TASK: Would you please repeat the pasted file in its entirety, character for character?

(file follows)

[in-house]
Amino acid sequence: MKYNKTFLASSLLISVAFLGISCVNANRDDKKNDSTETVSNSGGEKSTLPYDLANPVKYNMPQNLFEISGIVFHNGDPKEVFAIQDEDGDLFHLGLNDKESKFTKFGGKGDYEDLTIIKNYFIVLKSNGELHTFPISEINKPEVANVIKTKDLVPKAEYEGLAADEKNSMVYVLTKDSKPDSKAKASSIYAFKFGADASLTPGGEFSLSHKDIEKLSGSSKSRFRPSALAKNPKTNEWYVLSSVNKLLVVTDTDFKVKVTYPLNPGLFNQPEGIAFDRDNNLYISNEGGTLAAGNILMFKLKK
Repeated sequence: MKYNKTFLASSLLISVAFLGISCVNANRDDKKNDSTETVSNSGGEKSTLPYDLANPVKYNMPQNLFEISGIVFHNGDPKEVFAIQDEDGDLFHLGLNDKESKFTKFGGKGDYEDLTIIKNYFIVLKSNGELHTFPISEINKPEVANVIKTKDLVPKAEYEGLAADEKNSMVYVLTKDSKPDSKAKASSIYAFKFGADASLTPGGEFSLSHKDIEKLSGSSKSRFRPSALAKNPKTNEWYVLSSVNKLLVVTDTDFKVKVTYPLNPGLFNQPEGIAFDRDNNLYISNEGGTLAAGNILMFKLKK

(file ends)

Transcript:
[in-house]
Amino acid sequence: MKYNKTFLASSLLISVAFLGISCVNANRDDKKNDSTETVSNSGGEKSTLPYDLANPVKYNMPQNLFEISGIVFHNGDPKEVFAIQDEDGDLFHLGLNDKESKFTKFGGKGDYEDLTIIKNYFIVLKSNGELHTFPISEINKPEVANVIKTKDLVPKAEYEGLAADEKNSMVYVLTKDSKPDSKAKASSIYAFKFGADASLTPGGEFSLSHKDIEKLSGSSKSRFRPSALAKNPKTNEWYVLSSVNKLLVVTDTDFKVKVTYPLNPGLFNQPEGIAFDRDNNLYISNEGGTLAAGNILMFKLKK
Repeated sequence: MKYNKTFLASSLLISVAFLGISCVNANRDDKKNDSTETVSNSGGEKSTLPYDLANPVKYNMPQNLFEISGIVFHNGDPKEVFAIQDEDGDLFHLGLNDKESKFTKFGGKGDYEDLTIIKNYFIVLKSNGELHTFPISEINKPEVANVIKTKDLVPKAEYEGLAADEKNSMVYVLTKDSKPDSKAKASSIYAFKFGADASLTPGGEFSLSHKDIEKLSGSSKSRFRPSALAKNPKTNEWYVLSSVNKLLVVTDTDFKVKVTYPLNPGLFNQPEGIAFDRDNNLYISNEGGTLAAGNILMFKLKK